“My biggest expense was a mailer that I sent out to the entire county. Just to introduce myself to people, these are my ideas, this is who I am and hopefully drive them to my website,” said Moore.

Those connections helped him raise about $13,000 in campaign funding, according to Moore.

He seems to have done well compared to the other commissioner candidates. Republican John Shearl has raised the most funding with over $13,000 as of the last reporting period.

Local candidates do not have to electronically submit their filing to the state election board unless they raise over $10,000.

In the Macon County Commission race, only Moore, Shearl and Republican candidate Danny Antione have risen over the threshold, according to the Macon County Board of Elections. The board shared reports from May from Moore and Antione. At that time, Moore reported just over $6,000 from individuals and Antione reported almost $9,000 from individuals.

The other three candidates running, Democrat Betty Cloer Wallace and the two incumbents Republican Gary Shields and Democrat Ronnie Beale have raised less than $10,000.

A resident of Highlands, Moore says one of his biggest campaign challenges has been connecting with people in Franklin – the most populous town in Macon County. He says some see him as an outsider.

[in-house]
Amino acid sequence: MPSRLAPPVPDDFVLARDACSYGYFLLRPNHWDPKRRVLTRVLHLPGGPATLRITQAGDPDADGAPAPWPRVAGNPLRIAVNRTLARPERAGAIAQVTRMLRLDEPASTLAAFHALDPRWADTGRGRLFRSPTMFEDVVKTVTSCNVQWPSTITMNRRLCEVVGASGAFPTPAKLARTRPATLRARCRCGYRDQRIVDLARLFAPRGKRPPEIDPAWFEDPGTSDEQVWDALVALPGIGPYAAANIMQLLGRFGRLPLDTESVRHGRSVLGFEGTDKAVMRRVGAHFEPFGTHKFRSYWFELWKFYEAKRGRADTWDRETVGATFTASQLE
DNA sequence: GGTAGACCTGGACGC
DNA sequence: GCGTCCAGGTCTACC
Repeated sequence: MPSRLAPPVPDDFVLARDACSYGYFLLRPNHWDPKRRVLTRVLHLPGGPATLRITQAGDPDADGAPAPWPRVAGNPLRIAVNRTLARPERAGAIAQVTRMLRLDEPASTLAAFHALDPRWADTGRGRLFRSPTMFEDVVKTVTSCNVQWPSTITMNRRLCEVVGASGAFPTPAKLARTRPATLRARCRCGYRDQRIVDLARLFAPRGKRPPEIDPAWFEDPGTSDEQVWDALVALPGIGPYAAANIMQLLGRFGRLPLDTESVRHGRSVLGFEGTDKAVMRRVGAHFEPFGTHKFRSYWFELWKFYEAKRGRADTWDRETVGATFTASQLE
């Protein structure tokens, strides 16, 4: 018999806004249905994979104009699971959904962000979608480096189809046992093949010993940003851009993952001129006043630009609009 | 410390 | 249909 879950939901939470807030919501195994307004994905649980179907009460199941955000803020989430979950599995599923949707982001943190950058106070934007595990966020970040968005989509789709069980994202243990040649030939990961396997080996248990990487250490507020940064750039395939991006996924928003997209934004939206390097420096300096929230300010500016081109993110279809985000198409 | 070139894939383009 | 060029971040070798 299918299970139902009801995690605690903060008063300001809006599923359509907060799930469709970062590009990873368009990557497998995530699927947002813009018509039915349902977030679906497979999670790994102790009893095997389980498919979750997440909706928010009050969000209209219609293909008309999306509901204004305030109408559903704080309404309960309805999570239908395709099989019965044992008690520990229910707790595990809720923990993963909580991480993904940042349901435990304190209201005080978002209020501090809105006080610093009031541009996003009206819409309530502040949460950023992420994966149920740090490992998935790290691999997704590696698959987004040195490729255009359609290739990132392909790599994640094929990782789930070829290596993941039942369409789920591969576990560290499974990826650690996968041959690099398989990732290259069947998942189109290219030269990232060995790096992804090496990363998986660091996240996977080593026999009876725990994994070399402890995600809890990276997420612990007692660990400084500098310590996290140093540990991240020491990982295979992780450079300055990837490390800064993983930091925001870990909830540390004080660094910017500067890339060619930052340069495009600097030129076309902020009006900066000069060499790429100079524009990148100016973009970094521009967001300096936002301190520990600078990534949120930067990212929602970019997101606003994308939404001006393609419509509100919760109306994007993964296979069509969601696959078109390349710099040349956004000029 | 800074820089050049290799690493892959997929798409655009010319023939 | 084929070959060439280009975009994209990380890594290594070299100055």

“When I owned Kilwins you know most of my employees drove up from Franklin. I know the importance of having a good education system for the whole county – not just Highlands. Having access to healthcare for the whole county – not just Highlands,” said Moore.

Moore says he wishes that more politicians could work outside of party lines. There are other unaffiliated county commissioners running for election in Swain and Clay Counties.

Benny Frady is an unaffiliated candidate for Transylvania County sheriff. He says fundraising hasn’t been a priority in his campaign. With decades of law enforcement experience, he thinks it’s important to not favor one party or the other.

“You run into the same issues with contributors that you do with a party. Once you’re in office, the party wants something from you or wants you to look a certain way. The contributors do too – especially if they’re large contributors,” said Frady. “And when I go into office, I don’t want somebody to say, ‘Hey I gave you X amount of dollars you owe me a favor.’”

Frady says his definition of the law is defined by the constitution. If a law is passed that is unconstitutional, he says he won’t follow it. For example, he says he wouldn’t follow a law that violated 2nd amendment rights.

“If someone wants to send an order down and says you are going to have to start doing this if it’s in violation of the constitution – then no we don’t,” said Frady. He said he is familiar with the Constitutional Sheriff’s movement and has spoken with the group.

Frady has relied on community events for his campaigning. He says while getting the required signatures was hard, it helped his campaign.